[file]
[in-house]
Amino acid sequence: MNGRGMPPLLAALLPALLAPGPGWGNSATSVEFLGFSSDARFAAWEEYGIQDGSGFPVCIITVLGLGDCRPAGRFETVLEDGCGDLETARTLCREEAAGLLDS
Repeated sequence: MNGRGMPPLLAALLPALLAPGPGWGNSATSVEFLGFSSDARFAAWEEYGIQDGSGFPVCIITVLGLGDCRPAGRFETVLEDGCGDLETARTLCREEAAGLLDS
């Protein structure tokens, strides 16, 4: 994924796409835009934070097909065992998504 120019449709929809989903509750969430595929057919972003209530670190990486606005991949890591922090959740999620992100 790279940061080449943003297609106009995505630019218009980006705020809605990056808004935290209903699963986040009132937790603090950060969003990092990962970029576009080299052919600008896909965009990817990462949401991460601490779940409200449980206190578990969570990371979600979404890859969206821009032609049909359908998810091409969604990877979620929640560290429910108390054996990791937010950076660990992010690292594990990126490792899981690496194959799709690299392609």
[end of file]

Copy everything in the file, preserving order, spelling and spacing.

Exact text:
[in-house]
Amino acid sequence: MNGRGMPPLLAALLPALLAPGPGWGNSATSVEFLGFSSDARFAAWEEYGIQDGSGFPVCIITVLGLGDCRPAGRFETVLEDGCGDLETARTLCREEAAGLLDS
Repeated sequence: MNGRGMPPLLAALLPALLAPGPGWGNSATSVEFLGFSSDARFAAWEEYGIQDGSGFPVCIITVLGLGDCRPAGRFETVLEDGCGDLETARTLCREEAAGLLDS
């Protein structure tokens, strides 16, 4: 994924796409835009934070097909065992998504 120019449709929809989903509750969430595929057919972003209530670190990486606005991949890591922090959740999620992100 790279940061080449943003297609106009995505630019218009980006705020809605990056808004935290209903699963986040009132937790603090950060969003990092990962970029576009080299052919600008896909965009990817990462949401991460601490779940409200449980206190578990969570990371979600979404890859969206821009032609049909359908998810091409969604990877979620929640560290429910108390054996990791937010950076660990992010690292594990990126490792899981690496194959799709690299392609």